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I saw a marvelous film today. Atom Egoyan’s Adoration. I got a call at 9 AM from a friend saying she had won tickets from the CBC and did I want to go. I, only moments before, had been silently lamenting the fact that I had failed to see even one film at this year’s International Film Festival, so you can imagine how quickly I reoriented my day. What a movie! And what a study on the power of storytelling. Without giving away the movie, it follows the impact of one young man’s story (told as if it were the truth) on the lives of both himself and others’ and then meditates upon the difficulties one has in getting away from a well told story once it has taken on a life of its own.
I was particularly moved by this film because story-telling has been a constant theme in my work lately. Appreciative Inquiry and all its delicate permutations is concerned with storytelling. Organizational change is approached from the perspective that change is better set in motion by understanding pinnacle strengths not entrenched weaknesses and thus AI processes frequently begin with an inquiry or investigation into what constitutes the positive core of the organization, in other words its “good story”. Combining my love of AI with the latest research in neuroplasticity is, quite honestly, blowing my mind! (See prior post for more on that!)
We are all story-tellers. What I am increasingly interested in is the way in which the stories we tell help or hinder the changes we seek to make in our lives. Coaching is about change. A client comes to a coach wanting something to be different. They may be seeking improved skills, career transition, greater confidence, more impactful communication, ability to influence and lead others, a greater sense of life balance, personal satisfaction, more success, less stress, etc. In short the client comes with a story of what was and a hope for what might be.
I believe my role as a coach is to help shine a light down the path of their preferred story. As we come to accept and understand the tremendous power of our own minds to influence the physical nature of our brains or how our stories and language pave the road of our experience, we have every reason to be enthused by the possibility that surrounds us.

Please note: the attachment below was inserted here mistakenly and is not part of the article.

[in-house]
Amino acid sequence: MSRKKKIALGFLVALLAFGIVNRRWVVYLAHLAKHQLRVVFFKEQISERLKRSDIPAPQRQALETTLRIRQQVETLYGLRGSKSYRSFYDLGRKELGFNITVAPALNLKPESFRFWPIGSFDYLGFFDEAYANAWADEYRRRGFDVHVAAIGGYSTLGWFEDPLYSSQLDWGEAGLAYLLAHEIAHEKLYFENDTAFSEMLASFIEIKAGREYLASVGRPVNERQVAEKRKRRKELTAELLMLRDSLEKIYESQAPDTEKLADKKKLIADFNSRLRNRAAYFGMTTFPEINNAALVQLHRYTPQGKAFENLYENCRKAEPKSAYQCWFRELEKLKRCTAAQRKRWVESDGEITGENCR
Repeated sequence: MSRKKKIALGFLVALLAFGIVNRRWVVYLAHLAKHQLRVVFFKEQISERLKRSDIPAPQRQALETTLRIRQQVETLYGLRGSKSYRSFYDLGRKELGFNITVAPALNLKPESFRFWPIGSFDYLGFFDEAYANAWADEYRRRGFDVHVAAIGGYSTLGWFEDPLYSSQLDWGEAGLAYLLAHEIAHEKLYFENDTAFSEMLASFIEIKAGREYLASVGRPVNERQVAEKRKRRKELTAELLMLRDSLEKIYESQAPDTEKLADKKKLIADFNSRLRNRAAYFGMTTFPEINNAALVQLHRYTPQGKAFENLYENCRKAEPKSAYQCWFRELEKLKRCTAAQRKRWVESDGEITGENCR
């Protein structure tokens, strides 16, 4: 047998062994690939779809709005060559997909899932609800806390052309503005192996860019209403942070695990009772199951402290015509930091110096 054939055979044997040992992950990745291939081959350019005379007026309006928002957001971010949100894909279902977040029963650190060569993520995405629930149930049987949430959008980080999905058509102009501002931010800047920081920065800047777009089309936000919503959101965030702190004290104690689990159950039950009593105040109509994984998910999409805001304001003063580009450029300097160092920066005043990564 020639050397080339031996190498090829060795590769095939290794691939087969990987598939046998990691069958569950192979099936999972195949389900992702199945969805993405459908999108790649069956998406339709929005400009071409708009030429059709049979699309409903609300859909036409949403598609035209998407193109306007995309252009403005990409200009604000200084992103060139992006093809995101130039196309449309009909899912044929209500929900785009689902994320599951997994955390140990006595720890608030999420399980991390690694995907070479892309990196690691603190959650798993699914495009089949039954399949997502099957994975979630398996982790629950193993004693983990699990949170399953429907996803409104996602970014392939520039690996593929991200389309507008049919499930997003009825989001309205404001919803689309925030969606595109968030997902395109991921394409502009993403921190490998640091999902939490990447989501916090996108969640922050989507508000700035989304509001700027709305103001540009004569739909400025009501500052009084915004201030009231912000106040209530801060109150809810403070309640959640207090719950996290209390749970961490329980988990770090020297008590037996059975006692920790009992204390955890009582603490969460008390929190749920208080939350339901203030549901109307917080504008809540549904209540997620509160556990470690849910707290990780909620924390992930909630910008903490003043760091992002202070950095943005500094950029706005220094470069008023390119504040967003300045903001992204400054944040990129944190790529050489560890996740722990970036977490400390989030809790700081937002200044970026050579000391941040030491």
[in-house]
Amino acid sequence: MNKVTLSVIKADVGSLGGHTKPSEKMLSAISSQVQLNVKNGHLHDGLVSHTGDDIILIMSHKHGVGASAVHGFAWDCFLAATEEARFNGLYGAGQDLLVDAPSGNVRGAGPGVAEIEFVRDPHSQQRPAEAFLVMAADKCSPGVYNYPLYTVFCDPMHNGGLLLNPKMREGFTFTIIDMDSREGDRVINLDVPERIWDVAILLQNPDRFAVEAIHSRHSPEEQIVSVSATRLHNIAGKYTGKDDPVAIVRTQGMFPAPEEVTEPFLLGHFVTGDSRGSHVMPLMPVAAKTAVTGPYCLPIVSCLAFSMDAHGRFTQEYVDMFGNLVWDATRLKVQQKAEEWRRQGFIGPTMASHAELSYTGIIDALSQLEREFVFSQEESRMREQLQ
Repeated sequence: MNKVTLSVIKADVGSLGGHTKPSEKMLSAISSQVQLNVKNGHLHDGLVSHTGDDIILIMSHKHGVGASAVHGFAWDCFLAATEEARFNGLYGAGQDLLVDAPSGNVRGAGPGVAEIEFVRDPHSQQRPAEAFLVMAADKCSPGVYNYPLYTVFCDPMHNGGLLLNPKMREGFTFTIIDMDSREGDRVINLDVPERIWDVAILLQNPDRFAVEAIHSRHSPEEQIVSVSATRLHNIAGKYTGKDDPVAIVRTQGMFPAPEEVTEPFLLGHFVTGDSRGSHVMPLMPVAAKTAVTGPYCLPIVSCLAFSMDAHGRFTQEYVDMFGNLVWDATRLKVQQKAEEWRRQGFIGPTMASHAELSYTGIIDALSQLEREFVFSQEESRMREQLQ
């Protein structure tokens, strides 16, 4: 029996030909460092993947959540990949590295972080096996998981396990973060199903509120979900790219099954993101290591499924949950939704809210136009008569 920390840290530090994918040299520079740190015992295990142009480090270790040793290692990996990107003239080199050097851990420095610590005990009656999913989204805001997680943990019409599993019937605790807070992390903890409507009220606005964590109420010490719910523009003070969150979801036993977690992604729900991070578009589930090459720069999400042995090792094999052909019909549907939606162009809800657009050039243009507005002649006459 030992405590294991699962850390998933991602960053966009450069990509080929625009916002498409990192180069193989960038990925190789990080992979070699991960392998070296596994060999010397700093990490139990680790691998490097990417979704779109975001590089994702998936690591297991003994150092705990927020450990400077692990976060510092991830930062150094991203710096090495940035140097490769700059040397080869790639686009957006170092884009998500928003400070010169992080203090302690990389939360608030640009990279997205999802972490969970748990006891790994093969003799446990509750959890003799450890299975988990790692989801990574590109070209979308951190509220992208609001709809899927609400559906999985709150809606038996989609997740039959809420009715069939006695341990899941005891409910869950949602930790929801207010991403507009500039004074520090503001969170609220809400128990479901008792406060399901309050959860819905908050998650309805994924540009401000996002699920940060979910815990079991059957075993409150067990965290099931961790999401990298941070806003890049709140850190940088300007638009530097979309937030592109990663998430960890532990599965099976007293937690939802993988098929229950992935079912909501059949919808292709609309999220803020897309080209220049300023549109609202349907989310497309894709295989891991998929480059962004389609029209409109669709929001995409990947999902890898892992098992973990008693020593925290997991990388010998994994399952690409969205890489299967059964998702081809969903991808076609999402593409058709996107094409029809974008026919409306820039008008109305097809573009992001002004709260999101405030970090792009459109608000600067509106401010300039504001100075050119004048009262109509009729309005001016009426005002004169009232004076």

The young man in Adoration was both a product of the stories told by others, and a great author for what was to come. The simplest of words has the power to set in motion tidal waves of joy, regret, wonder, worry, love, hate. I encourage anyone wishing to make a change in their lives to make a full hearted commitment to authoring a story that is exactly what they want to read every night. What’s your story?
Dan and Chip Heath are the brothers that brought you the New York Times bestseller Made To Stick. They have also landed themselves a nice monthly column in Fast Company. In April they featured a story called “Your Boss is a Monkey–Managing up using the tricks of exotic-animal training”. The gist of the article is that our reactions to inappropriate behaviors are either reinforcing or neutralizing. If we don’t like what others are doing we are advised to IGNORE IT. Not the person per se, but the behavior. Eventually this will lead the person to adopt new, more appropriate strategies for getting what they want in the circus ring of life. There is only one problem with this theory, it is unrealistic and difficult to practice. Perhaps with a two year old we can do it, but a tyrannical boss or a long-winded but respected colleague will be incensed or bewildered by your odd “Vulcan” demeanor. Instead try this:
Focus on what you want more of and when you see it blow on it. The best way to change a person (or a culture) is to recognize the inherent positive intent in others. That positive intent (however poorly conveyed ) is alive and well in some manner – it is up to you to blow on the delicate embers of more appropriate behavior. Acknowledge the behaviour you want more of whenever you see it, even it it is just a pale glimmer of what you long to see. In organizations we are quick to point out what bothers us about others, what we don’t like and don’t want. But if we adopt the principles of appreciative inquiry and appreciative leadership we start instead with a story about what we do want. I guarantee you will have greater connections if you fan what works as opposed to just ignore what doesn’t. It does however require your involvement in deciding what you want from the person in the first place.
For more information on appreciative leadership or to discuss bringing this powerful training program to your organization please visit my website and contact me by phone or e-mail